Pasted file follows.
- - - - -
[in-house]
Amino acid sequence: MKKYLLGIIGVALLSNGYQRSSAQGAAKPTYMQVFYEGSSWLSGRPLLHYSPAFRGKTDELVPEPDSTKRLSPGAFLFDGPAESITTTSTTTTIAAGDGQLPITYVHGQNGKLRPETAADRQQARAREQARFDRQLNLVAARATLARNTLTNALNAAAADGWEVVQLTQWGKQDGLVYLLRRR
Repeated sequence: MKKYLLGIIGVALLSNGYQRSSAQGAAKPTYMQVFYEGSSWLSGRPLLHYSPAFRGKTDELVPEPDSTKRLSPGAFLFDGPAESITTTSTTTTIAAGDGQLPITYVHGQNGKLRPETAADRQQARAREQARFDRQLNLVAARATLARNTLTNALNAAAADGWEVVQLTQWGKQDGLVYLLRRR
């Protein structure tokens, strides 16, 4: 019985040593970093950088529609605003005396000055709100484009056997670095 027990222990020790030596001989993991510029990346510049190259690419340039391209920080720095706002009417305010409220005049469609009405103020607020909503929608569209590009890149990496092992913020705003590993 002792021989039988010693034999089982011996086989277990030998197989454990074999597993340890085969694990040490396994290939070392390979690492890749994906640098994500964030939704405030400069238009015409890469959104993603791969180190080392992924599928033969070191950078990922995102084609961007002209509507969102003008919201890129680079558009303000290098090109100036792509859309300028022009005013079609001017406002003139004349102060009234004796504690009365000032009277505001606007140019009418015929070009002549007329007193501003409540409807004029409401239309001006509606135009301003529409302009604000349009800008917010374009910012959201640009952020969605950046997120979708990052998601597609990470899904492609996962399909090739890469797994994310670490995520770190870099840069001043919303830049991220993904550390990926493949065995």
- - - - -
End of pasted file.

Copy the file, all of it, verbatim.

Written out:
[in-house]
Amino acid sequence: MKKYLLGIIGVALLSNGYQRSSAQGAAKPTYMQVFYEGSSWLSGRPLLHYSPAFRGKTDELVPEPDSTKRLSPGAFLFDGPAESITTTSTTTTIAAGDGQLPITYVHGQNGKLRPETAADRQQARAREQARFDRQLNLVAARATLARNTLTNALNAAAADGWEVVQLTQWGKQDGLVYLLRRR
Repeated sequence: MKKYLLGIIGVALLSNGYQRSSAQGAAKPTYMQVFYEGSSWLSGRPLLHYSPAFRGKTDELVPEPDSTKRLSPGAFLFDGPAESITTTSTTTTIAAGDGQLPITYVHGQNGKLRPETAADRQQARAREQARFDRQLNLVAARATLARNTLTNALNAAAADGWEVVQLTQWGKQDGLVYLLRRR
């Protein structure tokens, strides 16, 4: 019985040593970093950088529609605003005396000055709100484009056997670095 027990222990020790030596001989993991510029990346510049190259690419340039391209920080720095706002009417305010409220005049469609009405103020607020909503929608569209590009890149990496092992913020705003590993 002792021989039988010693034999089982011996086989277990030998197989454990074999597993340890085969694990040490396994290939070392390979690492890749994906640098994500964030939704405030400069238009015409890469959104993603791969180190080392992924599928033969070191950078990922995102084609961007002209509507969102003008919201890129680079558009303000290098090109100036792509859309300028022009005013079609001017406002003139004349102060009234004796504690009365000032009277505001606007140019009418015929070009002549007329007193501003409540409807004029409401239309001006509606135009301003529409302009604000349009800008917010374009910012959201640009952020969605950046997120979708990052998601597609990470899904492609996962399909090739890469797994994310670490995520770190870099840069001043919303830049991220993904550390990926493949065995």